Social Multipliers and Labor Supply
Europeans are working less and less for three reasons: first, increasing marginal tax rates (especially from the 1960s to the 1980s); second, a preference for leisure and, third, labor regulation and union-imposed standards for work time, including retirement regulations. Social multipliers compounds these effects: if a family member or friend has more time off, your own benefit from leisure increases, creating more social demand for leisure.This point about social multipliers is important. In my paper on Dynamic Scoring with Matthew Weinzierl, we noted (in footnote 6) that social multipliers can potentially reconcile the small labor supply elasticities estimated in the micro labor literature with the larger labor supply elasticities in some macro studies.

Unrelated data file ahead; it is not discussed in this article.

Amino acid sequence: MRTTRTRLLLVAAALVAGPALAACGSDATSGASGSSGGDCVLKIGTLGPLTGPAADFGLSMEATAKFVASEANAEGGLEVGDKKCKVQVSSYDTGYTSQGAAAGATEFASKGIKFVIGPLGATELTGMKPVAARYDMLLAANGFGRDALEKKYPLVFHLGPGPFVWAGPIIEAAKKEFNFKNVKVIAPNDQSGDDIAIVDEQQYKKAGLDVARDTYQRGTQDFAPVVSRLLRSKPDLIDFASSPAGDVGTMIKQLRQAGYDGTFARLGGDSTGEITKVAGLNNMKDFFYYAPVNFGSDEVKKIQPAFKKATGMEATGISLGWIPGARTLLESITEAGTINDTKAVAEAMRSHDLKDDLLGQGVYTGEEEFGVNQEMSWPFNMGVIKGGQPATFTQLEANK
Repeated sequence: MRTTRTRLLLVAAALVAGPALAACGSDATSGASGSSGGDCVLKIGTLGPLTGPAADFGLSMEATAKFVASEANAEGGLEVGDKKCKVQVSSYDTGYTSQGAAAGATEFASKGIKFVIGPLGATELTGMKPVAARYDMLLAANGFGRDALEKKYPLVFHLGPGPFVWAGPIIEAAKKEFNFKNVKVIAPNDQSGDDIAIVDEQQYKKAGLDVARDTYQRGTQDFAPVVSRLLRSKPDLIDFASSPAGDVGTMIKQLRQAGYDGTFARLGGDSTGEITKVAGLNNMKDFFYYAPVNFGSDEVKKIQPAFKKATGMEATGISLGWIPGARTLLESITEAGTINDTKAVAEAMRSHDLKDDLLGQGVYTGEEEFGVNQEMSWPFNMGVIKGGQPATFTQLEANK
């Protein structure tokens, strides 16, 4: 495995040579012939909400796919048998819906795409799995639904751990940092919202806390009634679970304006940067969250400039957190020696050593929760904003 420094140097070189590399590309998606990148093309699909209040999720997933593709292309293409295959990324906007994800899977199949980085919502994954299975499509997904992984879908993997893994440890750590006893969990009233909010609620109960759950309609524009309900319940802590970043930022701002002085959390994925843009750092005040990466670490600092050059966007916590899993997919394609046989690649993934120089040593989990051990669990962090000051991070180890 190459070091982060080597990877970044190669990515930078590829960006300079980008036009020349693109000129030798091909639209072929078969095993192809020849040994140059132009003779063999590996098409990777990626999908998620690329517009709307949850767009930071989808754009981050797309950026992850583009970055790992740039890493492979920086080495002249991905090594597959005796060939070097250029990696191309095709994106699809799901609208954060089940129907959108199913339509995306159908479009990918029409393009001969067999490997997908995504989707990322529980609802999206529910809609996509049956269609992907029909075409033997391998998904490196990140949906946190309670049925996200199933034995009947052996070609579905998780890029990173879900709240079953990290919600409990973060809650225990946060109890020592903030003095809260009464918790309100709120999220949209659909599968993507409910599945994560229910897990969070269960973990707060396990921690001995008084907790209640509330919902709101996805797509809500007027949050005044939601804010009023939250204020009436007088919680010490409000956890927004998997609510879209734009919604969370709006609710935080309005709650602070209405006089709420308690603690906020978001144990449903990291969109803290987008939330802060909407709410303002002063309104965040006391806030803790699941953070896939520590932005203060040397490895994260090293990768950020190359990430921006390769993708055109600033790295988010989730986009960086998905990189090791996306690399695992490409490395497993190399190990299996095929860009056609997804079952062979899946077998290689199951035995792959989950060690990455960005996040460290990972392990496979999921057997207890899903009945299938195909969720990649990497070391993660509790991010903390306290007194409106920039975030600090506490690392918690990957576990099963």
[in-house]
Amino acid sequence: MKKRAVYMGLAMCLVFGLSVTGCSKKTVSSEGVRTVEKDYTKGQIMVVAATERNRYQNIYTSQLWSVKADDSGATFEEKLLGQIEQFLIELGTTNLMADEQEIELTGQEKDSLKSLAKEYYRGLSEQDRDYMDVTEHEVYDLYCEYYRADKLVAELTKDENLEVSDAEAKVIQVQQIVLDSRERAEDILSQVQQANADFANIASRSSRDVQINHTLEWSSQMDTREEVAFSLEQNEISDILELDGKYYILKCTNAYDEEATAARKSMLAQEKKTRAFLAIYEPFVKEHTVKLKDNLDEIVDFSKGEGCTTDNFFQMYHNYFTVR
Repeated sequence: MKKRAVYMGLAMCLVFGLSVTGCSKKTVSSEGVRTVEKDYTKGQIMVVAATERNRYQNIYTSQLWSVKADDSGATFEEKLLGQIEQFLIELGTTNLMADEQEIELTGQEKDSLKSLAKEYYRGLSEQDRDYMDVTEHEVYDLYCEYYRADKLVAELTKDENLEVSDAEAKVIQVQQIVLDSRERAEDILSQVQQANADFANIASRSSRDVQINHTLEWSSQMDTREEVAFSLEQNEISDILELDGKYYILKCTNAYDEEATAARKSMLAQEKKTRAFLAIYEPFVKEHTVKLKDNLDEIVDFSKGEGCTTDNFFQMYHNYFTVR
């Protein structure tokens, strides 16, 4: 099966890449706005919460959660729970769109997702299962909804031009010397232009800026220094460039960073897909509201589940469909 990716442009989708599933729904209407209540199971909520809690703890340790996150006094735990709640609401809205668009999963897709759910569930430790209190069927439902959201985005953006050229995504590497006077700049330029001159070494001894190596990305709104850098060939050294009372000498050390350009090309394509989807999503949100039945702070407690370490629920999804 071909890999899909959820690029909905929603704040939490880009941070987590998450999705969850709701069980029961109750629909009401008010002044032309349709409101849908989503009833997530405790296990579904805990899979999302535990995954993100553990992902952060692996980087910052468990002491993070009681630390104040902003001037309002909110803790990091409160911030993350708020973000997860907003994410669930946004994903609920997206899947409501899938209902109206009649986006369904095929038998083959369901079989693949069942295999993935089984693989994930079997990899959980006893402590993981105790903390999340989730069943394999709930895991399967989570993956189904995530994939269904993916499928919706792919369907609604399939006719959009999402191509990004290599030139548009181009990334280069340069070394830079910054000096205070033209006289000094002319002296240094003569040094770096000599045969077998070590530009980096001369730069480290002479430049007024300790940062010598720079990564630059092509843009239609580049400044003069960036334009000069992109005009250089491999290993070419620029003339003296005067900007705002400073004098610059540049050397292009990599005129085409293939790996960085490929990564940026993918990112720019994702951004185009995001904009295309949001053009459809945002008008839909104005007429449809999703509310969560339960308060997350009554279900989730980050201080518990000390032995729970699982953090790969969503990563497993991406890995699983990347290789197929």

Supply siders should be the biggest fans of these social multipliers. If these multipliers raise the effective labor supply elasticity, as Alesina suggests, then tax cuts produce more economic growth than is estimated in conventional models, such as that used recently by the U.S. Treasury.